Tuesday, December 6, 2011

Blue City Madness (Carolann's Story)

In the cover song of his 1992 album, The Future, Leonard Cohen sings: "Repent. Repent. I've seen the future, brother, and it's murder."
Maybe it's Cohen's lugubrious, dark voice, or maybe it's the shock of today's experience inside the guts of a medieval city, ravaged by the contemporary world , but his words resonate with me now more than ever.
Here in Jodhpur, Rajasthan, I've seen the Blue City. And it's murder.
It's nothing new for us to walk through crowded markets, narrow streets thickly packed with auto-rickshaws, contending with motorcycles, pedi-cabs, bicycles, fruit carts and cows for pedestrian space. In fact, I'm boring myself with the same old stories of chipped cement blasting horns, and cow dung. How can Jodhpur's Blue City be different from any other pile of 15th century rubble shoehorned into the new millenium?
Let's say it ratchets up the experience.
It's been two hours since emerging. I'm at our hotel. My glass is almost empty. Though my hands are no longer shaking at the keys, I'm still a little light headed... and it's not the rum.
Dan wanted to see the Blue City from the inside. We've seen it from the tower of the Mehrangarh fort and it's truly a blue city. The town growing up over two centuries at the base of this spectacular fort was painted indigo blue, and continues to be maintained in blue.
It's late in the afternoon. We ask our driver to drop us at the clock tower and we'll walk into the Blue City. He agrees, but surprisingly, takes the role of guide now and joins us on our walk. After 15 minutes of the usual struggle along narrow streets, he negotiates a tour for us all in a auto-rickshaw through the maze of inner streets. Cars can't fit; only motorcycles or auto-rickshaws, horses, and bikes.
With a jerk of the engine, which the driver starts by pulling on a cord, we're tearing into the twisting ribbon of streets. Our driver is a maniac for speed, allowing for the circumstances, which includes old women, vegetable carts, and cows among other small motorized vehicles and the odd goat. Our guide, squeezed into the back with Dan and me is energized by the mayhem. Half standing and half sitting, he grips the back of the driver's seat like the reins of a kicking bronco, shouting something at the driver, teeth blazing.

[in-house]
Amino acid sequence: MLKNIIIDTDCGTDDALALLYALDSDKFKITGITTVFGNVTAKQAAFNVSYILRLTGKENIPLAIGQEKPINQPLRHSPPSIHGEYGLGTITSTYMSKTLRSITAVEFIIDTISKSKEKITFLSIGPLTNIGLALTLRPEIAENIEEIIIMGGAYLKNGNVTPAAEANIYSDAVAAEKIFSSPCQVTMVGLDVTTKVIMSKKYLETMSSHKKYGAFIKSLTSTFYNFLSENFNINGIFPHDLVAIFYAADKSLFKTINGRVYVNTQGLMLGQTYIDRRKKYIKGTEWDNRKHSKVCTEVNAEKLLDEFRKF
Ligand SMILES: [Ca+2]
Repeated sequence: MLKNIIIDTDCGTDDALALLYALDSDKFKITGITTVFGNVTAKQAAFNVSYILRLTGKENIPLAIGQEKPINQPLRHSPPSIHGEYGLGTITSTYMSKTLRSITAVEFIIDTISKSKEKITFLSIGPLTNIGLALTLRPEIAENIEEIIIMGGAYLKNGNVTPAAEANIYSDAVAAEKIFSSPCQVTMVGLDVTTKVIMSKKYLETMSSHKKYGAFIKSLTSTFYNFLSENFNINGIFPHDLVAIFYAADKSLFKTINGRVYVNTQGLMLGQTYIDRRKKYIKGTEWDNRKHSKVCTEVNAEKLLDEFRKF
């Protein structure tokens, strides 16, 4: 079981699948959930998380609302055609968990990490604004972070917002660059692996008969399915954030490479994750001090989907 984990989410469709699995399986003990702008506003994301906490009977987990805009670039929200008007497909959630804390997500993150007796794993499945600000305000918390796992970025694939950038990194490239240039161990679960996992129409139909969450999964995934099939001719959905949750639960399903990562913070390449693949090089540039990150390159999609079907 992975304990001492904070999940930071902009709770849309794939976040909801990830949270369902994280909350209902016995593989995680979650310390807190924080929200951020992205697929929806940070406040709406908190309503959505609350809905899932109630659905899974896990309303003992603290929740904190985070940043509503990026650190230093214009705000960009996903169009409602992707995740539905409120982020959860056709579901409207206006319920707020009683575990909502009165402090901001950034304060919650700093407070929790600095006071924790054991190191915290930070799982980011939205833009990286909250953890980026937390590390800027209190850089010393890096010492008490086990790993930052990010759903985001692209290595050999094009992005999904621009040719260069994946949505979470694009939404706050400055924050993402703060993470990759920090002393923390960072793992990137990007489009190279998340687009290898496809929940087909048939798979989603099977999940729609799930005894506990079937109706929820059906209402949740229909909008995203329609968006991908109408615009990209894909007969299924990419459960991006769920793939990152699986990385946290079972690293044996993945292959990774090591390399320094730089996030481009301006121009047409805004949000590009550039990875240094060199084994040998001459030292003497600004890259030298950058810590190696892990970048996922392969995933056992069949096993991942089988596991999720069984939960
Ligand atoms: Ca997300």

We're going way too fast for the street traffic. We're swerving left and right and the engine sputters and coughs and we shake like a tractor over hardened furrows, every bolt and gear box shaking loose and banging amidst the cacophony of horns and bells and the wail of babies and blasts of motor scooters amplified by the funnelling streets as in an echo chamber.
We shriek to a halt nose to nose with another auto-rickshaw and a Brahma bull all vying for the same piece of pavement. The bull's tail is twitching and slightly raised and he's backing up into the side of our open carriage, yikes, towards the passenger side. Yikes, my side! I brace myself expecting the spray and all at once our cab veers sharply left. So this will not be the day I'm pissed on by a holy cow.
Instead, the whole cab lunges deeply and one of its back wheels is spinning over the open sewer. Quickly correcting, the driver pulls the vehicle ahead with a blast of power I wouldn't believe possible in this bucket. In an instant, we're back on the street but halting once more for a marching band. Red suited trumpeters, drummers, trombone players block our way forward so we wait until the last of the coronets pass and a dozen women who follow wearing yellow and red silk saris trimmed in gold. This is the wedding season. The fear-stiffened groom on a white steed is not far behind. His child bride is somewhere underneath a burden of heavy bands of gold and red cloth.
Rounding the next corner, the driver picks up enough speed to race by a hydro generator, a portion of which suddenly explodes in a burst of fizzling white light and everyone looks up at the web of wires and I suddenly pray that the driver makes speed. We leave the warren and hit the main street and fall into the wake of a large truck and we all briefly disappear inside a billowing cloud of black exhaust.
I now know what it feels like to be inside an oil drum filled with fifty pounds of loose car parts, two bolts of silk, a live chainsaw and a single-stroke lawn mower, two bags of sand, one confused cow, a pot of burning machine oil, random pieces of fruit, and a marching band. The drum is sealed and sent rolling down a hill.
Dan emerges elated and giddy as a teenager. I don't know my husband any more.
I emerge dizzy and coughing and wondering if this indeed is the future - declining empires, madness, grit, decay, noise, and stench, all in the desert of our own making under a burning white sky.

[see www.maturetraveler.blogspot.com for more travel stories by Carolann]

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